De Blasio in Talks to Create New Sugary Drink Regulations: Report - NBC New York

De Blasio in Talks to Create New Sugary Drink Regulations: Report

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    De Blasio in Talks to Create New Sugary Drink Regulations: Report

    Mayor de Blasio's administration is exploring other ways to limit the size of sugary drinks in New York City just months after the state's highest court refused to reinstate a ban put in place before Michael Bloomberg left office, according to the Wall Street Journal.

    The Journal reports that the mayor is holding meetings with high-level health advocates and soda industry executives about finding a way to cut down on the size of drinks to fight obesity. The issue is one of the few points of common ground between the Bloomberg and de Blasio administrations.

    "Mayor de Blasio has made clear he supports a ban on large sugary drinks,” his spokesman, Phil Walzak, told the Journal on Thursday. “The administration is currently considering plans on the best way to reach that goal.”

    According to the Journal, city health officials have met with advocates and executives for major soda brands including Coca-Cola, PepsiCo and the makers of Dr. Pepper and Snapple.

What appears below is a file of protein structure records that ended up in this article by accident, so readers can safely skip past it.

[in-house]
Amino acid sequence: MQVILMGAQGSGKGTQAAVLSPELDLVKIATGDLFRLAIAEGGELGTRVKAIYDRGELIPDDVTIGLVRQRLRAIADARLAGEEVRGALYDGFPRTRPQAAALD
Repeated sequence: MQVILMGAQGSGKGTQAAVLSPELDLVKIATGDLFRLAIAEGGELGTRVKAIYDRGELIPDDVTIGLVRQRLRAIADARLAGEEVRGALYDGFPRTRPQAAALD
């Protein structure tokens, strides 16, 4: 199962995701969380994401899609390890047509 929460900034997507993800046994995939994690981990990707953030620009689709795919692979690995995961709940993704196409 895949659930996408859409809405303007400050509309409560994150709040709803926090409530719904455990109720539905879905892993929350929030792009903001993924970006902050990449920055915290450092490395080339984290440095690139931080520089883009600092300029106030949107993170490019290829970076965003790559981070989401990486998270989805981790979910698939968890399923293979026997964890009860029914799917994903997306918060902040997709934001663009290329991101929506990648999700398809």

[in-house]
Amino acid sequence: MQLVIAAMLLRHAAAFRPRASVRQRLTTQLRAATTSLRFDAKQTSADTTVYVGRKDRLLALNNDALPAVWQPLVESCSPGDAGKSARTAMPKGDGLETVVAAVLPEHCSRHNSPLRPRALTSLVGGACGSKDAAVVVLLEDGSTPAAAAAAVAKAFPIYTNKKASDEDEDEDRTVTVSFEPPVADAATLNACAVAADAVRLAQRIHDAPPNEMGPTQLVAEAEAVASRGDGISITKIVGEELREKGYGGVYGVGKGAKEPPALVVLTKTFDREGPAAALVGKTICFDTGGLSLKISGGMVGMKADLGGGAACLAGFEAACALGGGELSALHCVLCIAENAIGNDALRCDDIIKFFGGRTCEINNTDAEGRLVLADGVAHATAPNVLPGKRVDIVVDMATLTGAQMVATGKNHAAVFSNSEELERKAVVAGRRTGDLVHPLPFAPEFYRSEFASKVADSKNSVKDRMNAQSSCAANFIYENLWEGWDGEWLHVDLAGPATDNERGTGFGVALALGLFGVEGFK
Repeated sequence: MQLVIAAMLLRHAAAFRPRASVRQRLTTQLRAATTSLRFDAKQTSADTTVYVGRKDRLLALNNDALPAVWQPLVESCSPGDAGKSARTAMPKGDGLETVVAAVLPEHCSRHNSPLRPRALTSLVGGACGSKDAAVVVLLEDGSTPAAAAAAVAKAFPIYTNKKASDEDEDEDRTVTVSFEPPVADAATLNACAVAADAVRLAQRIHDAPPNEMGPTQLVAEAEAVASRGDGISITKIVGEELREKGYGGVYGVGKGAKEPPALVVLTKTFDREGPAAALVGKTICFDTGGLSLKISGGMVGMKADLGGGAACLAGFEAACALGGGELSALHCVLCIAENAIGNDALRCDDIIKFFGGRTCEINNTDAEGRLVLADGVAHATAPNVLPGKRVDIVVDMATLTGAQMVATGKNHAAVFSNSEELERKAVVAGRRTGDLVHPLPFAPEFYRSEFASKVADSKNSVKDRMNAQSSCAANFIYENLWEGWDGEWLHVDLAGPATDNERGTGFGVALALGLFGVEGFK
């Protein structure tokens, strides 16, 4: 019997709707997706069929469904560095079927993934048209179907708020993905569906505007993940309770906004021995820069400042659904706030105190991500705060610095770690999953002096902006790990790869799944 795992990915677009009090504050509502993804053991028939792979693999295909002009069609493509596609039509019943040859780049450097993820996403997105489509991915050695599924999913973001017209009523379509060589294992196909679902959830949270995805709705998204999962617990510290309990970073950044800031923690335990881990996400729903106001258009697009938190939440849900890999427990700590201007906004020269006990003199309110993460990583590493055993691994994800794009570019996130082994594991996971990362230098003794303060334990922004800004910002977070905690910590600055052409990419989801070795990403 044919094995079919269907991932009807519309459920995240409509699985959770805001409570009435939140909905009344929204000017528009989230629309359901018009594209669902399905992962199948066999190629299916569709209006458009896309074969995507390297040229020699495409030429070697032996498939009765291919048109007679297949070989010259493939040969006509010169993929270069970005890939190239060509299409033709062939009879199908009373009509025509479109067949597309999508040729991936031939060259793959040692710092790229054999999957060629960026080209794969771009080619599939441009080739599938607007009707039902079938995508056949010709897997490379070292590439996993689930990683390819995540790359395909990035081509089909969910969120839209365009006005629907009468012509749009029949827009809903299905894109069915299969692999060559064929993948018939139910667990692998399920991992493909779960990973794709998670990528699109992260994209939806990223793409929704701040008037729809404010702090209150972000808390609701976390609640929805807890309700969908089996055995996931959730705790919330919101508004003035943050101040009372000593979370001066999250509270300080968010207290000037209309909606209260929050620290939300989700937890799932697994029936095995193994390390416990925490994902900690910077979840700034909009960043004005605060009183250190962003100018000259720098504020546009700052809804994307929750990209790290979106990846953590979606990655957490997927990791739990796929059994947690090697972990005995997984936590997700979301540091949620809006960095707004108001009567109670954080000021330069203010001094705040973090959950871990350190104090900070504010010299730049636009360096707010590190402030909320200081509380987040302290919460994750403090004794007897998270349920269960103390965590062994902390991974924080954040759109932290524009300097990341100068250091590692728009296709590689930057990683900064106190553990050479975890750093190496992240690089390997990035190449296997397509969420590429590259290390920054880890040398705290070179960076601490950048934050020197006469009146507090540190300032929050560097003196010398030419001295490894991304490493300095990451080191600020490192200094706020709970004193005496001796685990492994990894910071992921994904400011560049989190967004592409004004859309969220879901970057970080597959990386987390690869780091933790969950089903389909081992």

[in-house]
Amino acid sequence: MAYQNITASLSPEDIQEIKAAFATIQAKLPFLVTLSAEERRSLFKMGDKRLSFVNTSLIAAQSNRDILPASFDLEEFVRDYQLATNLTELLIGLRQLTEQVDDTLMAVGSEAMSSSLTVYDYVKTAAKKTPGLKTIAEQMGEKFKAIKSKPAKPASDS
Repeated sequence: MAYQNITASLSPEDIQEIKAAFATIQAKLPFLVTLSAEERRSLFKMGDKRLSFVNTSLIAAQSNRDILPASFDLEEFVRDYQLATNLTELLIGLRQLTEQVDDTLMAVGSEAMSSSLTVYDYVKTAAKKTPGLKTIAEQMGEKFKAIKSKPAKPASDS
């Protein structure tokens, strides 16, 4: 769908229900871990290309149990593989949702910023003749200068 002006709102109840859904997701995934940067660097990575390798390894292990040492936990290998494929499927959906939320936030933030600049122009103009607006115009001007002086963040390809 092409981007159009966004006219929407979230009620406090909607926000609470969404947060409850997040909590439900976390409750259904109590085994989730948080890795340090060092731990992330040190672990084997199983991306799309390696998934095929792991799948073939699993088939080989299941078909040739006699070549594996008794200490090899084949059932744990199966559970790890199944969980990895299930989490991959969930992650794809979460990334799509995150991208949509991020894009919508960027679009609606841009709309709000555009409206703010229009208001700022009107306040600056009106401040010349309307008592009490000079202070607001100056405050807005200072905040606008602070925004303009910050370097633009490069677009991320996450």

Appellate Division Upholds Ruling Striking Down NYC Large Soda Ban

    [NY] Appellate Division Upholds Ruling Striking Down NYC Large Soda Ban
    An appeals court has struck down Mayor Bloomberg's proposed soda ban, calling it "unconstitutional." Andrew Siff has more on whether the ruling will put the ban proposal on ice for good.
    (Published Tuesday, July 30, 2013)

    The move comes a few months after the New York Supreme Court ruled not to reinstate a law restricting the size of sodas and sugary drinks sold at city restaurants, delis, movie theaters, stadiums and street carts to 16 ounces. The ban was put in place in Sept. 2012 but was struck down after courts ruled that the city Board of Health didn't have the authority to enact the regulations.

    Soda has been under fire for years, with health advocates saying the sugary beverages are unique in their harmfulness because people don't realize how much high-fructose corn syrup they're guzzling. The bad publicity has helped lead to a steady decline in U.S. soda sales for nearly a decade. But other sugary drinks such as sports drinks and energy drinks have been growing.

    To help curb consumption, lawmakers and health advocates around the country have proposed soda taxes in recent years. None have succeeded, however, in part because of heavy campaigning and lobbying from the beverage industry. In California, a measure that would have slapped a warning label on sodas was recently defeated.

    Coke and Pepsi have also been rolling out smaller cans and bottles, some as small as 7.5 ounces. The idea is that people would be more willing to drink soda if they could control the portion sizes. The smaller sizes are also more profitable for companies.

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